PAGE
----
Mean reciprocal rank

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Mean reciprocal rank is a statistic measure for evaluating any process that produces a list of possible responses to a sample of queries, ordered by probability of correctness. The reciprocal rank of a query response is the multiplicative inverse of the rank of the first correct answer. The mean reciprocal rank is the average of the reciprocal ranks of results for a sample of queries Q:[1]

 \text{MRR} = \frac{1}{|Q|} \sum_{i=1}^{|Q|} \frac{1}{\text{rank}_i}. \!

The reciprocal value of the mean reciprocal rank corresponds to the harmonic mean of the ranks.

Example[edit]

For example, suppose we have the following three sample queries for a system that tries to translate English words to their plurals. In each case, the system makes three guesses, with the first one being the one it thinks is most likely correct:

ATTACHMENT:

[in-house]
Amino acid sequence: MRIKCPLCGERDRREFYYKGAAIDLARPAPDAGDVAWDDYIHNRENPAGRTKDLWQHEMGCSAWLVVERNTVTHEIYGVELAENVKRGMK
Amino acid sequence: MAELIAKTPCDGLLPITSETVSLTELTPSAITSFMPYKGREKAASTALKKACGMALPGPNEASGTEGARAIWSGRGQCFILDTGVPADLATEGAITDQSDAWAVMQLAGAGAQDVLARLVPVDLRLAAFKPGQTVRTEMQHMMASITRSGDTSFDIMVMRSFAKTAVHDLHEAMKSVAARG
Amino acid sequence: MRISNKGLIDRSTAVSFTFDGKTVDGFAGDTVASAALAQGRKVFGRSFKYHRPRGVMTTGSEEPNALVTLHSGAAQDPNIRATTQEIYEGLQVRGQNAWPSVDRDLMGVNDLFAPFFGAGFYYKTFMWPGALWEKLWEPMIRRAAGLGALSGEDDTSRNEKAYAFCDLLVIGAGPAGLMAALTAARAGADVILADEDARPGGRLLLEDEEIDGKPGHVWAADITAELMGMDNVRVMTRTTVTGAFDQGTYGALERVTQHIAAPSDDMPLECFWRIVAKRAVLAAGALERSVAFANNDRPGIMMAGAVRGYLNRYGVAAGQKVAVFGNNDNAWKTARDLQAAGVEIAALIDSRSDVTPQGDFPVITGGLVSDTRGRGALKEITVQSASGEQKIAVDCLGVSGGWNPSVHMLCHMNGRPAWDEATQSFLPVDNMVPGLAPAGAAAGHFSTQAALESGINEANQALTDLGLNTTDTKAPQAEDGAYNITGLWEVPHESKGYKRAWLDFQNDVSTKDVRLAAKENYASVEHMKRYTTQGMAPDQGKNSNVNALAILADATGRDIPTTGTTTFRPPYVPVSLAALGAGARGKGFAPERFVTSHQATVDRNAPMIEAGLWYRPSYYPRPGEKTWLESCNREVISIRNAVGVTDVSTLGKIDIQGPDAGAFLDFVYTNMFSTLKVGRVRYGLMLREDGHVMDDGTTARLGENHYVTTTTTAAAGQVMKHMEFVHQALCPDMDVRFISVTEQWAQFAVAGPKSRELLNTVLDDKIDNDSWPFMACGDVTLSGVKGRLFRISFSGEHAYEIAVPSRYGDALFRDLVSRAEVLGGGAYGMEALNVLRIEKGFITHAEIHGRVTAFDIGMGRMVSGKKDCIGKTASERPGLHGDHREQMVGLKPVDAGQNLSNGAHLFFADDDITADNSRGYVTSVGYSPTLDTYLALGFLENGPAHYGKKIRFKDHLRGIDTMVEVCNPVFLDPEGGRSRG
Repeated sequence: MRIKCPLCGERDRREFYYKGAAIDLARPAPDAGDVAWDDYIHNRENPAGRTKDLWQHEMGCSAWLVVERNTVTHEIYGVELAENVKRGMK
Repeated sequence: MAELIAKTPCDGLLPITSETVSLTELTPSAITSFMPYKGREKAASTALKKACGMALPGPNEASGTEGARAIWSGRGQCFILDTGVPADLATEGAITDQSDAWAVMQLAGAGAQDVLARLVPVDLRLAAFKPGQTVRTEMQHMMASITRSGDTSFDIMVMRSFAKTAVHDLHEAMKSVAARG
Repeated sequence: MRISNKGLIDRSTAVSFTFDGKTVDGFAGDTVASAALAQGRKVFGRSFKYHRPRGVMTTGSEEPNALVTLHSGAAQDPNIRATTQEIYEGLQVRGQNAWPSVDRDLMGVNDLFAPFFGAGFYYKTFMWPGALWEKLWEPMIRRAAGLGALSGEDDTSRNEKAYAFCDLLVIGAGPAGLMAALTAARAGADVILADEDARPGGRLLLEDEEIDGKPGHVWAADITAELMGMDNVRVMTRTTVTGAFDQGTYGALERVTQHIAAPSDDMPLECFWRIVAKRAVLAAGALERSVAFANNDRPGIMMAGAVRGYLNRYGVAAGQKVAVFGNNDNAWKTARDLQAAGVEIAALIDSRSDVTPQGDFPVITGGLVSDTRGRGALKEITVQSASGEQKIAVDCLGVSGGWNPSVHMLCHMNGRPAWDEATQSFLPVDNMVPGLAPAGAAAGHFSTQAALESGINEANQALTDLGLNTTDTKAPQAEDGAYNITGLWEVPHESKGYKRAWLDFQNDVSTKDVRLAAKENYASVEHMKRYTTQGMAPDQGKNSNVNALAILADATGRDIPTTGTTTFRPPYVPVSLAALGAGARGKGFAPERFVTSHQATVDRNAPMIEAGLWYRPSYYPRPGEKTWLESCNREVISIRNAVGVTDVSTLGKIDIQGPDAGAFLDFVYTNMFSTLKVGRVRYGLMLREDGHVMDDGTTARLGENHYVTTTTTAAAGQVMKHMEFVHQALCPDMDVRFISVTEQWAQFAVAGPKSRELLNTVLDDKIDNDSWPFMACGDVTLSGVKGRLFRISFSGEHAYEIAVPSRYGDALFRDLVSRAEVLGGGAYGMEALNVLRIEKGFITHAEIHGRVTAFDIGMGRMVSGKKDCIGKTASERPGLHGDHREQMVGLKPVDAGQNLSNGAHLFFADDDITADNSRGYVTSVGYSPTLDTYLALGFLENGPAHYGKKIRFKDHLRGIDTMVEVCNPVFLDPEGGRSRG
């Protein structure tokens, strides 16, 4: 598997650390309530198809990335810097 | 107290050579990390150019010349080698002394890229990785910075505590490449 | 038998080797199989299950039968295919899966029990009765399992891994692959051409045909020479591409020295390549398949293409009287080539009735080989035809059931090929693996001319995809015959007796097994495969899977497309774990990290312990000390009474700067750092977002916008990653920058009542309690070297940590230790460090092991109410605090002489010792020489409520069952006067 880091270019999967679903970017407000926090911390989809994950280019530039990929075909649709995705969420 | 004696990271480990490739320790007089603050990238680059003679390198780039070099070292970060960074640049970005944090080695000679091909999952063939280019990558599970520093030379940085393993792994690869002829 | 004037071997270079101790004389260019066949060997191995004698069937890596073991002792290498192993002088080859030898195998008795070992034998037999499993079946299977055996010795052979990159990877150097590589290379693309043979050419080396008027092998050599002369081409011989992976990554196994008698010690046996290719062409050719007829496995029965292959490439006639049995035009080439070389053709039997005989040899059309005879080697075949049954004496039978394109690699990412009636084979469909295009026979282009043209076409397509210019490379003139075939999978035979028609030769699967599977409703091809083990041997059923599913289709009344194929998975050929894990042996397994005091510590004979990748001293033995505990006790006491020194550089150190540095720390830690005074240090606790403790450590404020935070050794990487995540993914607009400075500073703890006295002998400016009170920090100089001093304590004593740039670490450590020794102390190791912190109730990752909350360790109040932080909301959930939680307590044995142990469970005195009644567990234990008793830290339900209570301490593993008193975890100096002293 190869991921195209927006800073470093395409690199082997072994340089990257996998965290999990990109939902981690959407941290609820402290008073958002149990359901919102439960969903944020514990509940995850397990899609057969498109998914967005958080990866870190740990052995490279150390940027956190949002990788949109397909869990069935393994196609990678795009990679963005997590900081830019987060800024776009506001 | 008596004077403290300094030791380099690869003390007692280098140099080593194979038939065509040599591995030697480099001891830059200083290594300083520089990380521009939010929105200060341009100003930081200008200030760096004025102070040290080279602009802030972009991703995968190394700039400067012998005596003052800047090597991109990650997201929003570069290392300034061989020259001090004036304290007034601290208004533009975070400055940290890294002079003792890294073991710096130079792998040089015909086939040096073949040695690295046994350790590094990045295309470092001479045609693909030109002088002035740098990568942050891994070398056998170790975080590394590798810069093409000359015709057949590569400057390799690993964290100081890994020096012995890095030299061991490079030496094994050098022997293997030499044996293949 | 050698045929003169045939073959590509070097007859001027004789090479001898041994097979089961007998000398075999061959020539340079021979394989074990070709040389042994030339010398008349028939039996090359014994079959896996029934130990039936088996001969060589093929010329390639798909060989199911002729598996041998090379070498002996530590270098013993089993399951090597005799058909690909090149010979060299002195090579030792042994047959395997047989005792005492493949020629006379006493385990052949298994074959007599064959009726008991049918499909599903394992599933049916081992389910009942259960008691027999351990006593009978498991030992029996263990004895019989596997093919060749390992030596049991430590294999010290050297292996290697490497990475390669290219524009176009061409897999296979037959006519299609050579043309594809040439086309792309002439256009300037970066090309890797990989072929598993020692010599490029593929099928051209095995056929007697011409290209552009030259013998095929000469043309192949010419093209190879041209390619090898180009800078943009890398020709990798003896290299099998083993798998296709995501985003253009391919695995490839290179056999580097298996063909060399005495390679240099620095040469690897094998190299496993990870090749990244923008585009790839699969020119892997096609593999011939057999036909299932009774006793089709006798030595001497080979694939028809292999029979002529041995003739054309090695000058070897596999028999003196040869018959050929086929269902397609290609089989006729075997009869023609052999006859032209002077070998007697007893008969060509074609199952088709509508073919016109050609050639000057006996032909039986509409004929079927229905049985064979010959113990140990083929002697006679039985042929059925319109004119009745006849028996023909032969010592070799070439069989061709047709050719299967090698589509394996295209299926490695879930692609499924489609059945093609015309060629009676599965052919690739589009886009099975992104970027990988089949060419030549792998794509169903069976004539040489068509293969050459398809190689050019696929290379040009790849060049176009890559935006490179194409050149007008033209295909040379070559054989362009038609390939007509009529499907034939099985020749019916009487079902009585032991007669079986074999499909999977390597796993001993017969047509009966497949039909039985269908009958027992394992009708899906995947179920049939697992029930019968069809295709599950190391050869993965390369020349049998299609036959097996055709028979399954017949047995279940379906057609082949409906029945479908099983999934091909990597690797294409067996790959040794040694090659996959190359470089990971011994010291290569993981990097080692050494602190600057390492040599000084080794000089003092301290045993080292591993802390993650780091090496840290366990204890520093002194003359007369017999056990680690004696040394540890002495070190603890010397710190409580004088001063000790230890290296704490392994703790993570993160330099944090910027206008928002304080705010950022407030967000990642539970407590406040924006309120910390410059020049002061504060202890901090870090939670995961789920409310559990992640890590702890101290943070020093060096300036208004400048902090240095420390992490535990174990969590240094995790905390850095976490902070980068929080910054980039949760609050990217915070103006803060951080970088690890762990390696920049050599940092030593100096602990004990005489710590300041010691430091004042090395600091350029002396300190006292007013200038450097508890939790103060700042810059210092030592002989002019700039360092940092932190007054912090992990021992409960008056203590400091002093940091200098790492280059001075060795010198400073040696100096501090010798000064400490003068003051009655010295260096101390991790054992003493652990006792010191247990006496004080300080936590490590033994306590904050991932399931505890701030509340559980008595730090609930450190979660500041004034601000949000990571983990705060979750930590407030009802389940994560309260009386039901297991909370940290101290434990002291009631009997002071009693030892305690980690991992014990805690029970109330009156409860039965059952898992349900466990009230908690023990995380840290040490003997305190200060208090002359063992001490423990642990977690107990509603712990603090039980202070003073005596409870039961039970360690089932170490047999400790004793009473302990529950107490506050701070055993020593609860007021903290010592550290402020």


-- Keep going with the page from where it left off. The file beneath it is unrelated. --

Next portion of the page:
Query Results Correct response Rank Reciprocal rank
cat catten, cati, cats cats 3 1/3
torus torii, tori, toruses tori 2 1/2
virus viruses, virii, viri viruses 1 1

Given those three samples, we could calculate the mean reciprocal rank as (1/3 + 1/2 + 1)/3 = 11/18 or about 0.61.

This basic definition does not specify what to do if...

  1. none of the proposed results are correct (use reciprocal rank 0), or if
  2. there are multiple correct answers in the list. Consider using mean average precision (MAP).

See also Information retrieval and Question answering.[2]

References[edit]

  1. ^ E.M. Voorhees (1999). "TREC-8 Question Answering Track Report". pp. 77–82.  |chapter= ignored (help)
  2. ^ D. R. Radev, H. Qi, H. Wu, W. Fan (2002). "Proceedings of LREC".  |chapter= ignored (help)